World Intellectual Property Organization

WIPO Arbitration and Mediation Center

ADMINISTRATIVE PANEL DECISION

Tellus B.V. v. Mr. Oren Nehoray

Case No. D2010-1115

1. The Parties

The Complainant is Tellus B.V. of Rotterdam, Netherlands, represented by SOLV Advocaten, Netherlands.

The Respondent is Mr. Oren Nehoray of Tel Aviv, Israel.

2. The Domain Name and Registrar

The disputed domain name, <intlmovers.org> (the “Domain Name”), is registered with GoDaddy.com, Inc. (the “Registrar”).

3. Procedural History

The Complaint was filed with the WIPO Arbitration and Mediation Center (the “Center”) on July 6, 2010. On July 6, 2010, the Center transmitted by email to the Registrar a request for registrar verification in connection with the Domain Name. On July 9, 2010, the Registrar transmitted by email to the Center its verification response confirming that the Respondent is listed as the registrant and providing the contact details.

The Center verified that the Complaint satisfied the formal requirements of the Uniform Domain Name Dispute Resolution Policy (the “Policy” or “UDRP”), the Rules for Uniform Domain Name Dispute Resolution Policy (the “Rules”), and the WIPO Supplemental Rules for Uniform Domain Name Dispute Resolution Policy (the “Supplemental Rules”).

In accordance with the Rules, paragraphs 2(a) and 4(a), the Center formally notified the Respondent of the Complaint, and the proceedings commenced on July 12, 2010. The original due date for the Response was August 1, 2010, but on July 29, 2010 the Center received by email a request from the Respondent asking for an extension of time for the filing of the Response. On August 2, 2010 the Center received by email the Complainant’s consent to a one week extension. The Center granted the extension of one week and in accordance with the Rules, paragraph 5(a), the new due date for Response was August 9, 2010. The Response was filed with the Center on August 9, 2010.

The Center appointed Tony Willoughby as the sole panelist in this matter on August 16, 2010. The Panel finds that it was properly constituted. The Panel has submitted the Statement of Acceptance and Declaration of Impartiality and Independence, as required by the Center to ensure compliance with the Rules, paragraph 7.

4. Factual Background

Since August 2003 the Complainant has provided intermediary services online for those concerned with international moving and relocation. These services have been and still are provided via the Complainant’s website connected to its domain name, <intlmovers.com> (registered August 3, 2003). Visitors to the Complainant’s website can compare service providers and their prices and make contact with the companies featured.

The Domain Name was registered by the Respondent on June 23, 2006 and is used by the Respondent to connect to his website providing information to Internet users seeking information on international moving services.

The Complainant is the registered proprietor of Benelux trade mark registration of its INTLMOVERS trade mark, number 0824311 dated June 7, 2007, and is the registered proprietor of an international registration of the mark (based on the Benelux registration) number 977911 dated August 27, 2008.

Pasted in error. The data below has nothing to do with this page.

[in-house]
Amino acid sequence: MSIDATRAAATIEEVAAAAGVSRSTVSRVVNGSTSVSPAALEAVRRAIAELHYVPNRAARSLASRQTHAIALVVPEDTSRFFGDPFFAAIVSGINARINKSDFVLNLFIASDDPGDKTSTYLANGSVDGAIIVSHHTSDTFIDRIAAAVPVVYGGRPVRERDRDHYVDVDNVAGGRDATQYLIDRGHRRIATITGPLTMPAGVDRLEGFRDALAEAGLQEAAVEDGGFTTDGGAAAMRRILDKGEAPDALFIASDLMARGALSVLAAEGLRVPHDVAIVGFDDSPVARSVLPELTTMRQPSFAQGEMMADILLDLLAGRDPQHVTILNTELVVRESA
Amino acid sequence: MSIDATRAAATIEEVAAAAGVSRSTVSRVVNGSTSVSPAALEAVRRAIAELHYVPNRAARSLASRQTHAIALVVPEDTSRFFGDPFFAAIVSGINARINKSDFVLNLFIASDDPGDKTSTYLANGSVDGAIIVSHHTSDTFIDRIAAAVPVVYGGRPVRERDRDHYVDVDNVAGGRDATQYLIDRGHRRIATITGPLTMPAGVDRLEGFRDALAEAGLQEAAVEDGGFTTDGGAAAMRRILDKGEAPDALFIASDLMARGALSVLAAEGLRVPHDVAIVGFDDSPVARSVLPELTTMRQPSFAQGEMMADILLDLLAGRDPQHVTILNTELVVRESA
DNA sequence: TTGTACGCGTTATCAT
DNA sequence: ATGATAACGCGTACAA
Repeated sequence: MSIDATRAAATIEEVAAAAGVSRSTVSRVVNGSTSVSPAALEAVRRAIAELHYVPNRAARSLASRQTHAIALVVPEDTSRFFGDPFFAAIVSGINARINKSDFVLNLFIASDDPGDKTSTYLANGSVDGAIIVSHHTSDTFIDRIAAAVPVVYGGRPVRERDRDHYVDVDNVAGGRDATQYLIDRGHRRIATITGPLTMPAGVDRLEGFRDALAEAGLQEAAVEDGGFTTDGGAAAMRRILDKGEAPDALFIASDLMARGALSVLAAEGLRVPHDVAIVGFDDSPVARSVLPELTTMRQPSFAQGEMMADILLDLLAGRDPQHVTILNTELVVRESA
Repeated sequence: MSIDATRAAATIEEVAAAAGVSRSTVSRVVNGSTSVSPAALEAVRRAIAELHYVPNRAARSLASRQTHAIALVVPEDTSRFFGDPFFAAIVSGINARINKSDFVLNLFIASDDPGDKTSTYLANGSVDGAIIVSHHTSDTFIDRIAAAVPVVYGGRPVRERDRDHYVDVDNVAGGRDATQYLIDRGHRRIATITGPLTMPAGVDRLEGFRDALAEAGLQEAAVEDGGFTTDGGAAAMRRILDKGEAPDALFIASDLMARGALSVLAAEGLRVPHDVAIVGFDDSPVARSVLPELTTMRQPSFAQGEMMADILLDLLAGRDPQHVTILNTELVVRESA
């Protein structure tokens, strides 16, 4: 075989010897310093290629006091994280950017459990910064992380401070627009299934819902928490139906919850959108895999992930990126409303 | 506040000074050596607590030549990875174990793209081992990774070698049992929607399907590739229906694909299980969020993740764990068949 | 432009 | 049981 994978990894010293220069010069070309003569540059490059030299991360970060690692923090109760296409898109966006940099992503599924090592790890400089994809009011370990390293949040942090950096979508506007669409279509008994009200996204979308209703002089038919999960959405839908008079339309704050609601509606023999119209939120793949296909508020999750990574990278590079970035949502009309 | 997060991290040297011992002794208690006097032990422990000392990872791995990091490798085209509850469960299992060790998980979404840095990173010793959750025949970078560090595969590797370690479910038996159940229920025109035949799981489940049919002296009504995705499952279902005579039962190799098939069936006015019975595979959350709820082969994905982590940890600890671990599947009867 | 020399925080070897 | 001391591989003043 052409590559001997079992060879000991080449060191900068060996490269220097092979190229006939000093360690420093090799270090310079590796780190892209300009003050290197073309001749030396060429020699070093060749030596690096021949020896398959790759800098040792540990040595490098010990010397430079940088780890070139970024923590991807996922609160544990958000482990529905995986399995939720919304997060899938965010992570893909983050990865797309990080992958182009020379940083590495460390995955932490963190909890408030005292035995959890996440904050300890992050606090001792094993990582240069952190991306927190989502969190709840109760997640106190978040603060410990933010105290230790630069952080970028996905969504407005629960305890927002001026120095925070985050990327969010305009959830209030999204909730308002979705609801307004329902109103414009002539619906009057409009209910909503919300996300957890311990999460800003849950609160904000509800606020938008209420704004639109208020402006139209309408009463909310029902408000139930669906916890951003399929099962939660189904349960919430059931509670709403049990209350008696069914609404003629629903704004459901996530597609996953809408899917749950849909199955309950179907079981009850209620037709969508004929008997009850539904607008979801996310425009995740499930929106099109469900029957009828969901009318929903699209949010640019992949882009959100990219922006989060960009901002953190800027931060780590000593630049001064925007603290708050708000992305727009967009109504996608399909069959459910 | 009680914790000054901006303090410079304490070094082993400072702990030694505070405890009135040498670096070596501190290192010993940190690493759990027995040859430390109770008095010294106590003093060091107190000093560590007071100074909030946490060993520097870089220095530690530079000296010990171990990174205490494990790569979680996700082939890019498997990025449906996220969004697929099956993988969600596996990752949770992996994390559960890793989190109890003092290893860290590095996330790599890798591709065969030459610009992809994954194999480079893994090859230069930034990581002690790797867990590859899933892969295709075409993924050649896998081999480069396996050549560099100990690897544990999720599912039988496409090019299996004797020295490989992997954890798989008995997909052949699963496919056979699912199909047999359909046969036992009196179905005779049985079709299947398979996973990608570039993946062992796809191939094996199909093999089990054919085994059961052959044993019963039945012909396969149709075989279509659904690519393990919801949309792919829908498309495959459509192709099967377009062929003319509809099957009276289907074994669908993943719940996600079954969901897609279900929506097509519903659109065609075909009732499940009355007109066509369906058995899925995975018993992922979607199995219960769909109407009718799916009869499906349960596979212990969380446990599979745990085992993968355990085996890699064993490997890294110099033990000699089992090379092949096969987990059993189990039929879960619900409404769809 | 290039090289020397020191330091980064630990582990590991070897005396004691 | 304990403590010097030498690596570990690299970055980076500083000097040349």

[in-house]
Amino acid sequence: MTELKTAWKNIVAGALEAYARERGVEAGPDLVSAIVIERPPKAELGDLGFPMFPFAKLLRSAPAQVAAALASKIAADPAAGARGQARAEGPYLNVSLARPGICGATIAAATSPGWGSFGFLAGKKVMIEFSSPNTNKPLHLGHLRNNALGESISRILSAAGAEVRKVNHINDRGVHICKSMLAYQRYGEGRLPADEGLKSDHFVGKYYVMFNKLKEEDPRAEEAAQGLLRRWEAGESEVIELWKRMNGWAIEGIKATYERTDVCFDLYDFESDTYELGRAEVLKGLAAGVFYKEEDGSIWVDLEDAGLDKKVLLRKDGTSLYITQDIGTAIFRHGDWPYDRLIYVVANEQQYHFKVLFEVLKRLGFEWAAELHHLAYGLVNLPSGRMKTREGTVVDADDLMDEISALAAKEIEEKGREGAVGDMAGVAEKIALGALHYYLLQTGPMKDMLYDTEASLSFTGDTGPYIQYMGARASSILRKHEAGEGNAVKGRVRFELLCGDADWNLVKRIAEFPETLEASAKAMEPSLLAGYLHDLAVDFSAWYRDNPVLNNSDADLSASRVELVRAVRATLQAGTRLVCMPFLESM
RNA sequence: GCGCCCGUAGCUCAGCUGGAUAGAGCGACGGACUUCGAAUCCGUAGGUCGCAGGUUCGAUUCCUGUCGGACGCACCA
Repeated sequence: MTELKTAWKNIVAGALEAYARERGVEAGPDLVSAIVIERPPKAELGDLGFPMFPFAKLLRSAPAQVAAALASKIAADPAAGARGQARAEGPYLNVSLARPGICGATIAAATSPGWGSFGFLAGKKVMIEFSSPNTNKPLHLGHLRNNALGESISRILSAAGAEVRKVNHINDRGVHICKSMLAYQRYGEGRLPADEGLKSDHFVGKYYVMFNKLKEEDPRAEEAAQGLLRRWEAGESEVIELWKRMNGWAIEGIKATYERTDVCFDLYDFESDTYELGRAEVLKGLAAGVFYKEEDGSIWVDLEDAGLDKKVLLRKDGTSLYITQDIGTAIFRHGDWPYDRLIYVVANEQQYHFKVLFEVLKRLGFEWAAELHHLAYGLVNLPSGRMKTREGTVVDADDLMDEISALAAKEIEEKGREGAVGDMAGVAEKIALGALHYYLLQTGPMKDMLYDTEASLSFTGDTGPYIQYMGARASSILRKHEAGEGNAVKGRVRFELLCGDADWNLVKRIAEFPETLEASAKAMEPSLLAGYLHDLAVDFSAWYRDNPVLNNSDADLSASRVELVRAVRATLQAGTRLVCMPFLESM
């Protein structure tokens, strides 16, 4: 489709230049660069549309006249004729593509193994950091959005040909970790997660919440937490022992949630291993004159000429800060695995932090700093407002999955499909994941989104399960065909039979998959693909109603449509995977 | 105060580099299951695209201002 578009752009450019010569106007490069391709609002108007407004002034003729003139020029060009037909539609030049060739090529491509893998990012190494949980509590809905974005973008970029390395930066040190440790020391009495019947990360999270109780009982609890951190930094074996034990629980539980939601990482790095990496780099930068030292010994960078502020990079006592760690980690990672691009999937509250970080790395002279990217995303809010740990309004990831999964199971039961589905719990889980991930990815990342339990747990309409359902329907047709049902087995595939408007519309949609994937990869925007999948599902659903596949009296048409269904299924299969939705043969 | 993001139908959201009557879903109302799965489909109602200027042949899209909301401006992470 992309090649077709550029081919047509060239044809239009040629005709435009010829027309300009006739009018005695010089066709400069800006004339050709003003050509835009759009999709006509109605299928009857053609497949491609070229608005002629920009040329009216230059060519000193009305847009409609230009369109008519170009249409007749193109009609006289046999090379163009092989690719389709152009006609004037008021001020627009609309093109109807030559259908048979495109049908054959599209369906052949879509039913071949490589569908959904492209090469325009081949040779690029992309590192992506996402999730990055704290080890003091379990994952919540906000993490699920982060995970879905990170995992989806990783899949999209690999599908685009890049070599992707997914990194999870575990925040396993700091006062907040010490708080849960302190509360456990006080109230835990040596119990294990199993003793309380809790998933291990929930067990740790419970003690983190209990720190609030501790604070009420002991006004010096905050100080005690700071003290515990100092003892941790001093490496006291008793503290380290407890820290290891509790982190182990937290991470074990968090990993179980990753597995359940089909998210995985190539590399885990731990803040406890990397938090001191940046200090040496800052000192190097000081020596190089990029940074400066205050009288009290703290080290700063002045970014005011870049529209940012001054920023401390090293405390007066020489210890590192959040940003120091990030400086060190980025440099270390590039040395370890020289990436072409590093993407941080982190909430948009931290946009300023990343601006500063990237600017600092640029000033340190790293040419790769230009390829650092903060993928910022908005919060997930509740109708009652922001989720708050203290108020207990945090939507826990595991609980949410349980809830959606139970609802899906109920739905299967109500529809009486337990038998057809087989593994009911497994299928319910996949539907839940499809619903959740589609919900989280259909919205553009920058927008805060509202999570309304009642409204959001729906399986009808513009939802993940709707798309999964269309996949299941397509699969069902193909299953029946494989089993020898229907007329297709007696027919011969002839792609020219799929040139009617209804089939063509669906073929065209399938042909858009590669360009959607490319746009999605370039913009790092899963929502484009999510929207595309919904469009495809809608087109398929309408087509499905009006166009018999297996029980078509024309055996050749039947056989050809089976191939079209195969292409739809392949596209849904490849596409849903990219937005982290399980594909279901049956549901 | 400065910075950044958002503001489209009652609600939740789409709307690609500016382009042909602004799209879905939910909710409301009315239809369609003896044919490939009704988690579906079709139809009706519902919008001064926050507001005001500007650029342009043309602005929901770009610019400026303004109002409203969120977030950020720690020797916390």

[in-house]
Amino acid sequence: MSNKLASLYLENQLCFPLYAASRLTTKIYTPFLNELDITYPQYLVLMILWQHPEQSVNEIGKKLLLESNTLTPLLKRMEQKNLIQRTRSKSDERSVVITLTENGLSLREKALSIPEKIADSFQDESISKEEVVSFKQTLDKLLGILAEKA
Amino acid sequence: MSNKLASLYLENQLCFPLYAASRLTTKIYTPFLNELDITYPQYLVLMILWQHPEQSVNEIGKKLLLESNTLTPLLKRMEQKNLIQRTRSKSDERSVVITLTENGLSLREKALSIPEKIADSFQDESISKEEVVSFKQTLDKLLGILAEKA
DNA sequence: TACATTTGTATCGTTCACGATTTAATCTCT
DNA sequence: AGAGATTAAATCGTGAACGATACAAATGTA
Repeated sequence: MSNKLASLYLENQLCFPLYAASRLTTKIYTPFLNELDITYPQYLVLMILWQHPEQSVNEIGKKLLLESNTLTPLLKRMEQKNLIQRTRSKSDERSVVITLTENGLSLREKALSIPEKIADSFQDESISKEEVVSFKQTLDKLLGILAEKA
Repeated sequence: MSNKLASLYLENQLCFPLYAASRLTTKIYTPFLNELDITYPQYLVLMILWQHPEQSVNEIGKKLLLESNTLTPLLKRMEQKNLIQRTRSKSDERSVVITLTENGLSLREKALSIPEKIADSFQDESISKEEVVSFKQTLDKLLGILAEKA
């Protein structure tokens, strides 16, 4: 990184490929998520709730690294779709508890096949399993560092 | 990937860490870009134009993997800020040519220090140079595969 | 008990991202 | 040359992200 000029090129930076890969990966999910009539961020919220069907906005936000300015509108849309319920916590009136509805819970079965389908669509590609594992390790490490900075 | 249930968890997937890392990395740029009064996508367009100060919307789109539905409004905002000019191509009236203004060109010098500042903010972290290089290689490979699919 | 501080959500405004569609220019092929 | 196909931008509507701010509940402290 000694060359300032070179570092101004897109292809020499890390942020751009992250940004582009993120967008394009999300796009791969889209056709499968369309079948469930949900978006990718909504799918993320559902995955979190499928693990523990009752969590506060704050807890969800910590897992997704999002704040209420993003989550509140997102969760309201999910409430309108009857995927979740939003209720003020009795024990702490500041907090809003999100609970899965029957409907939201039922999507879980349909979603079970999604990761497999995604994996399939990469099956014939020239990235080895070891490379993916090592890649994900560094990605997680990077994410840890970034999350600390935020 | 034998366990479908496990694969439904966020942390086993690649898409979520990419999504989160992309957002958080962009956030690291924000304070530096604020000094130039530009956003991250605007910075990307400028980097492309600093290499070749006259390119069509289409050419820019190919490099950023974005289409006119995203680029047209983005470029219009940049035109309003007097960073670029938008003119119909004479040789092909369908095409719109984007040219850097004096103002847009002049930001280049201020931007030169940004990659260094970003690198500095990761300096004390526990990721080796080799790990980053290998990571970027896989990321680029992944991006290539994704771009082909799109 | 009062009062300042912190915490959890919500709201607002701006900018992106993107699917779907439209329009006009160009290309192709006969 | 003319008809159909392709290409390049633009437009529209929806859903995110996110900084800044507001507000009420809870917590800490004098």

On June 11, 2010 the Complainant’s representative wrote to the Respondent drawing the Respondent’s attention to the Complainant’s rights and demanding inter alia transfer of the Domain Name. No reply having been received, a ‘chaser’ was sent on June 21, 2010. The Complainant’s representative received no reply to either letter.

5. Parties’ Contentions

A. Complainant

The Complainant contends that the Domain Name is identical to the Complainant’s INTLMOVERS trade mark, that the Respondent has no rights or legitimate interests in respect of the Domain Name and that the Domain Name was registered and is being used in bad faith within the meaning of paragraphs 4(b)(iii) and 4(b)(iv) of the Policy.

B. Respondent

The Respondent denies the Complainant’s allegations and contends that he is making fair commercial use of what is a descriptive term apt to describe his activity.

6. Discussion and Findings

A. General

According to paragraph 4(a) of the Policy, for this Complaint to succeed in relation to the Domain Name, the Complainant must prove each of the following, namely that:

(i) The Domain Name is identical or confusingly similar to a trade mark or service mark in which the Complainant has rights; and

(ii) The Respondent has no rights or legitimate interests in respect of the Domain Name; and

(iii) The Domain Name was registered and is being used in bad faith.

B. Identical or Confusingly Similar

The Domain Name comprises the Complainant’s INTLMOVERS trade mark and the generic ‘.org’ domain suffix. For the purposes of assessing identity and confusing similarity it is permissible for the Panel to ignore the domain suffix.

The Panel finds that the Domain Name is identical to the Complainant’s trade mark.

C. Rights or Legitimate Interests

In light of the Panel’s finding under the next head, it is unnecessary for the Panel to address this issue.

D. Registered and Used in Bad Faith

In this case the Domain Name is identical to both the Complainant’s registered trade mark and domain name (<intlmovers.com>) and has been in use to connect to a site, which provides broadly identical services to those provided by the Complainant, i.e. information relating to international moves and movers.

For a complaint to succeed under the Policy, the complainant must ordinarily satisfy the panel that when the respondent registered the domain name in issue the respondent was aware of the complainant’s trade mark rights and intended, by adopting the domain name in issue, to exploit the complainant’s trade mark to his own advantage and/or in some way cause damage to the complainant. A non-exhaustive list of examples of what shall constitute bad faith registration and use for this purpose is set out in paragraph 4(b) of the Policy.